In my experience, Sky is not cheap, but I generally trust them to bill me fairly when making mid-contract changes to my TV bundle.

  2. Rich says:

    When I moved from an FTTC to a Virgin area, neither Plusnet or Talktalk would let me do so without either re-contracting for 18 months at the new address, or paying off the entire remainder of the contract at full price.

    Talktalk in fact would not cease the line at all whatsoever for 30 days regardless of me paying them or not.

    Sounds like they are just as bad.

    1. Jerry says:

      The same thing for my brother. Talktalk threatened with legal action when he spoke to them about the early termination fee as a result of moving address due to being a victim of hate crime.

  3. Joe says:

    Perhaps its juts me but if you want to terminate a contract early – sign up to a fixed contract knowing that there is a penalty – and break it I can’t see why you should not pay the contract terms. Yes I know the law now says (in effect) if you can’t be bothered to abide by contract terms so you shouldn’t have to suffered the consequences…

    1. Jerry says:

      It’s all very well Joe that contracts are there in place but often times service promised is not delivered. When faults arise 9 times out of 10 the customer is to blame. The customer is threatened with an engineer call out fee if no fault is found even though there are intermittent problems.

      Consumers are asked to fault find as much as the provider when really broadband is a service. It should be the providers responsibility to provide that service and ensure that faults are rectified free of any further charges.

      It happens all too often that providers point the finger and I do accept that faults happen as a result of consumer error but the provider should talk through with the customer in a timely fashion (waiting an hour on the phone to speak to someone reading a script on screen does not suffice as support).

      A valid experience when I signed up I requested the broadband username and password as this was not sent to me only to be told I had to use their proprietary modem/router. Is this fair? I called again and asked if this was the case only to be told this was wrong information. However when asking for my broadband username and password I was told I can get it from the back of the router and when I said not the WiFi password I confirmed again I required the details to enter in the router gateway. The representative replied I can get it from the gateway when plugging it in. (of course this was a rather arrogant response and clearly shows that the rep wasn’t listening). I ended the call and called again this time a little more frustrated. 2 hours in so far of waiting and talking and still no further ahead. I had to clearly tell them before they even began to talk, that I didn’t require the WiFi password etc.. I was told that I would get what I need in 24 hours automatically after plugging in their router.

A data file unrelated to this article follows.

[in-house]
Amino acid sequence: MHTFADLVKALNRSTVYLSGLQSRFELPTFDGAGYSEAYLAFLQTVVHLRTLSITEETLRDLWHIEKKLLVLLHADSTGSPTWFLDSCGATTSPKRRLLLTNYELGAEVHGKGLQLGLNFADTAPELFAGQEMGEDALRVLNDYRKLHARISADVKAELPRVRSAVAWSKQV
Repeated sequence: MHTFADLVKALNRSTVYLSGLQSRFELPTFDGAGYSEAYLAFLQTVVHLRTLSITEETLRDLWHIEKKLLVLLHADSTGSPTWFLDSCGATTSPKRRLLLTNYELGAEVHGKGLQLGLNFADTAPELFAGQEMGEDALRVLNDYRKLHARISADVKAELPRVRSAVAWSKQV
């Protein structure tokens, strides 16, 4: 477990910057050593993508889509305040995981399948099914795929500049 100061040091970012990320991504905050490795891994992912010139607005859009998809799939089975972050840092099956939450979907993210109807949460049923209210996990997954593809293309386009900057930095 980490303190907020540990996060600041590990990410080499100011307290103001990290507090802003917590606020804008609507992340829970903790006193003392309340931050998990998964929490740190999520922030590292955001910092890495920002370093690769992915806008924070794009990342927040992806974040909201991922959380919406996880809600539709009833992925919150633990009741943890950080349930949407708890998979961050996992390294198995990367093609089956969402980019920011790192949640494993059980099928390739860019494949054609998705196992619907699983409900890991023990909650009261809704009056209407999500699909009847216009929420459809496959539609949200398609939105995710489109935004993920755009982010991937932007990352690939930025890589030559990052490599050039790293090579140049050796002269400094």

In the end I enabled mobile data albeit a paltry ‘E’ I managed to find the information I needed and that was to phone an automated service which gave you the broadband username and password.

      It’s not so black and white as to why people want to leave contracts. The providers have way too much leeway in their terms of contract. Even to the point that they have 6 weeks to resolve an issue before a complaint can be acted upon. That’s a long time to put up with service that does not meet expectations set out in the contract.

    2. Joe says:

      Clearly there is a big difference btween terminating a contract because they have not provided you with the product/service you ordered in which case free termination might well be valid (and ultimately lawful) and leaving because you got a cheaper offer. (which seems no reason why you should get out of termination charges)

    3. Jerry says:

      At no point was price of service spoken about in regards to early termination of the contract. I just think that providers have far too much power. As previously mentioned, it’s unreasonable to expect consumers to wait lengthy periods of time for faults to be fixed. To be told that the onus is on the customer to pay for engineer visits shall the engineer not find a fault. It should be the responsibility of the provider to ensure the customer has done everything in their power to troubleshoot any faults in which case the question of the fee should not be brought up in the first place.

  4. DaveG says: